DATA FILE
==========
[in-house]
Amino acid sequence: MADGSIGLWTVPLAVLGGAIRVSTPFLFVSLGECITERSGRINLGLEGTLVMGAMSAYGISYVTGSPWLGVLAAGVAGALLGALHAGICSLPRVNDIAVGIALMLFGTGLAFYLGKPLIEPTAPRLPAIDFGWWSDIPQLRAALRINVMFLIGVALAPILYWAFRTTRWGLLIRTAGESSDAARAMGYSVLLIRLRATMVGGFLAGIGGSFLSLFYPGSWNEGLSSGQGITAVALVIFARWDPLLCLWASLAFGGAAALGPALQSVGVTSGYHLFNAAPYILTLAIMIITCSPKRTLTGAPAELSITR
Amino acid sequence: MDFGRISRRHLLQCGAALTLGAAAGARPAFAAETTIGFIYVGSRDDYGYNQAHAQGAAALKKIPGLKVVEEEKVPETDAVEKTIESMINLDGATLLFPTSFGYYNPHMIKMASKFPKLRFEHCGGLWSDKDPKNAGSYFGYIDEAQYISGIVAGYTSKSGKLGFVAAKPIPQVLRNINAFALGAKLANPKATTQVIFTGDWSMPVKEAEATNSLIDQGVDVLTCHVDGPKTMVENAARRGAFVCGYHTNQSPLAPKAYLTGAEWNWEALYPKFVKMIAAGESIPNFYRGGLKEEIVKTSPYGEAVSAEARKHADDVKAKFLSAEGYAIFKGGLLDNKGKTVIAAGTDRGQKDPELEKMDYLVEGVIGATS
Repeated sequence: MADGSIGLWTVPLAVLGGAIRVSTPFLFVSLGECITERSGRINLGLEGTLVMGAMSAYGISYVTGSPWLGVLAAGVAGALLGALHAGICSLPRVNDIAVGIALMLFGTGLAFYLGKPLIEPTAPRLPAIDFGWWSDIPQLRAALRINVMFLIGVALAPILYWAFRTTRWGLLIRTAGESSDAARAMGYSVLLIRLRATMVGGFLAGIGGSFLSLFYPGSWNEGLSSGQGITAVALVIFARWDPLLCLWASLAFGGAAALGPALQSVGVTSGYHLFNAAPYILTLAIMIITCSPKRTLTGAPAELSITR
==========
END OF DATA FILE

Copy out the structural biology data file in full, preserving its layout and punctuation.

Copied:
[in-house]
Amino acid sequence: MADGSIGLWTVPLAVLGGAIRVSTPFLFVSLGECITERSGRINLGLEGTLVMGAMSAYGISYVTGSPWLGVLAAGVAGALLGALHAGICSLPRVNDIAVGIALMLFGTGLAFYLGKPLIEPTAPRLPAIDFGWWSDIPQLRAALRINVMFLIGVALAPILYWAFRTTRWGLLIRTAGESSDAARAMGYSVLLIRLRATMVGGFLAGIGGSFLSLFYPGSWNEGLSSGQGITAVALVIFARWDPLLCLWASLAFGGAAALGPALQSVGVTSGYHLFNAAPYILTLAIMIITCSPKRTLTGAPAELSITR
Amino acid sequence: MDFGRISRRHLLQCGAALTLGAAAGARPAFAAETTIGFIYVGSRDDYGYNQAHAQGAAALKKIPGLKVVEEEKVPETDAVEKTIESMINLDGATLLFPTSFGYYNPHMIKMASKFPKLRFEHCGGLWSDKDPKNAGSYFGYIDEAQYISGIVAGYTSKSGKLGFVAAKPIPQVLRNINAFALGAKLANPKATTQVIFTGDWSMPVKEAEATNSLIDQGVDVLTCHVDGPKTMVENAARRGAFVCGYHTNQSPLAPKAYLTGAEWNWEALYPKFVKMIAAGESIPNFYRGGLKEEIVKTSPYGEAVSAEARKHADDVKAKFLSAEGYAIFKGGLLDNKGKTVIAAGTDRGQKDPELEKMDYLVEGVIGATS
Repeated sequence: MADGSIGLWTVPLAVLGGAIRVSTPFLFVSLGECITERSGRINLGLEGTLVMGAMSAYGISYVTGSPWLGVLAAGVAGALLGALHAGICSLPRVNDIAVGIALMLFGTGLAFYLGKPLIEPTAPRLPAIDFGWWSDIPQLRAALRINVMFLIGVALAPILYWAFRTTRWGLLIRTAGESSDAARAMGYSVLLIRLRATMVGGFLAGIGGSFLSLFYPGSWNEGLSSGQGITAVALVIFARWDPLLCLWASLAFGGAAALGPALQSVGVTSGYHLFNAAPYILTLAIMIITCSPKRTLTGAPAELSITR